Bald Eagle

Eagle Days will be held for the 41st year at Loess Bluffs National Wildlife Refuge in Holt County, Missouri, next month. There are hundreds of eagles that migrate to the refuge each fall.

Staff at Loess Bluffs National Wildlife Refuge in Holt County will hold their 41st annual Eagle Days event next month.

Lindsey Landowski, refuge manager, said the two-day event during eagle migration in December is free and open to the public. The event often attracts thousands of visitors each year and highlights the benefits of the large bird migration to the nearby agricultural communities.

As many as 300 immature and adult bald eagles, and an occasional golden eagle, may be seen during the migration peak which is usually by the first of December.

A record of 476 bald eagles were counted during a 2001 survey. The first recorded successful bald eagle nest fledged three young eaglets in the summer of 1997.

While some eagles are residents, the migrating eagles leave the refuge in the spring and summer to return to lakes and streams in the northern forests.

Eagle Days will be from 9 a.m. to 4 p.m. on Saturday, Dec. 7, and from 10 a.m. to 4 p.m. on Sunday, Dec. 8.

Landowski said attendees to Eagle Days can drive around the refuge auto tour route independently or take advantage of a free guided bus tour and stop at eagle viewing stations staffed by volunteers to view the birds up close with spotting scopes.

The free guided bus tours on Saturday will be every half hour from 9:30 a.m. to 3 p.m. and the guided bus tours on Sunday will be from 10 a.m. to 3 p.m. every hour.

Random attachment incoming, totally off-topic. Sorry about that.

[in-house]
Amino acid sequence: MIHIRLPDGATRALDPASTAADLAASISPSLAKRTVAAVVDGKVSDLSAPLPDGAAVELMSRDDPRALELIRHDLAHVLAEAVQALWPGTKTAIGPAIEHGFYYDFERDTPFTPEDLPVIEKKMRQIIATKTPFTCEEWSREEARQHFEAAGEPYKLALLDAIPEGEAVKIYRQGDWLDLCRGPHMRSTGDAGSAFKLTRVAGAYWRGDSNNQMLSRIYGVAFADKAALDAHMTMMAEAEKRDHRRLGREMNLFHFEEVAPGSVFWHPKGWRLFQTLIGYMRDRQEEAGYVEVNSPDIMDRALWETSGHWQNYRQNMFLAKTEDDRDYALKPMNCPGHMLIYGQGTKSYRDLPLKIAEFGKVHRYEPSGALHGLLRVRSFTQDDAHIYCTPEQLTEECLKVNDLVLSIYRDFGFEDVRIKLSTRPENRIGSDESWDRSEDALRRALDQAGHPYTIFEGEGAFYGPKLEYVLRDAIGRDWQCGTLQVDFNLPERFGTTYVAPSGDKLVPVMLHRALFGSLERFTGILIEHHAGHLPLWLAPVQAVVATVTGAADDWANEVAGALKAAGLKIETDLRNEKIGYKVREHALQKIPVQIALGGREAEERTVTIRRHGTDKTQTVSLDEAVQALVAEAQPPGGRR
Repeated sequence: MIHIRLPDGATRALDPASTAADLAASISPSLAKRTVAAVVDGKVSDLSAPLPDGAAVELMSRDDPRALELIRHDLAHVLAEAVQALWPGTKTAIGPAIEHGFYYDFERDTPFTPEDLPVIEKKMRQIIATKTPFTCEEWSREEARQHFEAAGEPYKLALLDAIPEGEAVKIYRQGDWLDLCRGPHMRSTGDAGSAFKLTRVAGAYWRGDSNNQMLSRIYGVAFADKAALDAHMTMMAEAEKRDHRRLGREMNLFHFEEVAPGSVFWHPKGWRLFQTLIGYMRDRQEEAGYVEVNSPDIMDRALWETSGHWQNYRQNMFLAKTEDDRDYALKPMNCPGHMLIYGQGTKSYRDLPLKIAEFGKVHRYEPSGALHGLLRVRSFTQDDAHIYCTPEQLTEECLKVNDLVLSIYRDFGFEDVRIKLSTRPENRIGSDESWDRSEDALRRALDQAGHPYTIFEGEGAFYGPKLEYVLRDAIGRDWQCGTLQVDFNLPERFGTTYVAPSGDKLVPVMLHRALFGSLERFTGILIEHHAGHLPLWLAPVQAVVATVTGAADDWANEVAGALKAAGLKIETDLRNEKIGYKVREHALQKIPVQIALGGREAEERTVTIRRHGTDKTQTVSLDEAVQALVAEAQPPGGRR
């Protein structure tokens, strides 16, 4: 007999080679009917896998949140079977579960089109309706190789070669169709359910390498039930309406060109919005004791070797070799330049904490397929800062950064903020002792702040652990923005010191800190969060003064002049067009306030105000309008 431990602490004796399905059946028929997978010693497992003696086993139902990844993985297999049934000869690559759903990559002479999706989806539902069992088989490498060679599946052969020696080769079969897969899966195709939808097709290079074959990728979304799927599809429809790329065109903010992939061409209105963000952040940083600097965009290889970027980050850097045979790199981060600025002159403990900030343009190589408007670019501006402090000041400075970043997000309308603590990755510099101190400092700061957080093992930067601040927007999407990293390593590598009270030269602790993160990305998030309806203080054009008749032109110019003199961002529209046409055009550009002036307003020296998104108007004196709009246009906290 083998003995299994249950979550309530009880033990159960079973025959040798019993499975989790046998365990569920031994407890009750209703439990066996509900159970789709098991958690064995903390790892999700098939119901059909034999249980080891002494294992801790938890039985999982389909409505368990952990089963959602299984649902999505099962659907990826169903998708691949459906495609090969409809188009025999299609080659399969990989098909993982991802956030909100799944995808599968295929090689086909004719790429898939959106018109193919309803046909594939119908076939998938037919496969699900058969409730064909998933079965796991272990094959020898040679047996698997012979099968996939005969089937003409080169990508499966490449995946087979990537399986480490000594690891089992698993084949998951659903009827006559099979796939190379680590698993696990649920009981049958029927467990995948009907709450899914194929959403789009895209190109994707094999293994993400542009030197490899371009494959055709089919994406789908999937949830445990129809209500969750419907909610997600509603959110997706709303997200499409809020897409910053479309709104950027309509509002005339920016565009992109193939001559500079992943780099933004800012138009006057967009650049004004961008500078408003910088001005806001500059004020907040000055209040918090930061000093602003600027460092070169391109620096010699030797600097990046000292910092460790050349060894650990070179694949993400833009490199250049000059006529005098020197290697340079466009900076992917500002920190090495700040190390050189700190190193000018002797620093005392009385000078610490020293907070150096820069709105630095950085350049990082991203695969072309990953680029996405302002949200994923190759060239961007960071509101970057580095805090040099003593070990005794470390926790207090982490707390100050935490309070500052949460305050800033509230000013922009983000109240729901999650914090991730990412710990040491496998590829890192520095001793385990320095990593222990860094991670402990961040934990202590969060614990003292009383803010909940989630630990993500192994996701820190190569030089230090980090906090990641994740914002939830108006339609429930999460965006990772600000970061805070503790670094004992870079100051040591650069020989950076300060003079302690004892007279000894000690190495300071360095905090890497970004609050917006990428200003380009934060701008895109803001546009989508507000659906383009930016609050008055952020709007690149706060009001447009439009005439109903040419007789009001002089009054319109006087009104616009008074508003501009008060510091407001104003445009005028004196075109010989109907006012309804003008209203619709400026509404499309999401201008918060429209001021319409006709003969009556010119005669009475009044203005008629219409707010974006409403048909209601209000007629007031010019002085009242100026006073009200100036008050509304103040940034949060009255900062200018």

She said there will be a live captive eagle program by the Dickerson Park Zoo in Springfield, Missouri, which will showcase rehabilitated birds.

The live captive eagle shows will be every hour from 9 a.m. to 3 p.m. on Saturday and every hour from 10 a.m. to 3 p.m. on Sunday.

The event is hosted in partnership with the Missouri Department of Conservation, which started hosting Eagle Days in 1978 to educate the public about eagles and how they could help with a planned restoration effort.

In the early 1980s, a project to bring nesting bald eagles back to Missouri began. Over a period of 11 years, the Missouri Department of Conservation, the U.S. Fish and Wildlife Service and Dickerson Park Zoo obtained 74 eaglets from captive breeding facilities or healthy wild populations and set them up in artificial nests at Mingo National Wildlife Refuge and Schell-Osage Conservation Area in Missouri.

The restoration efforts by various groups was successful and the number of birds increased.

In addition, there will be special eagle exhibits on display at the event and Remington Nature Center volunteers will help with crafts for children. Fairytale Face Paint will be at the event for face painting creations.

The Midland Empire Audubon Society will be selling wild bird seed and feeders and the refuge visitor center nature shop will be open. The Mound City Boy Scouts will have food and drink for sale.

For more information, call at 660-442-3187 or visit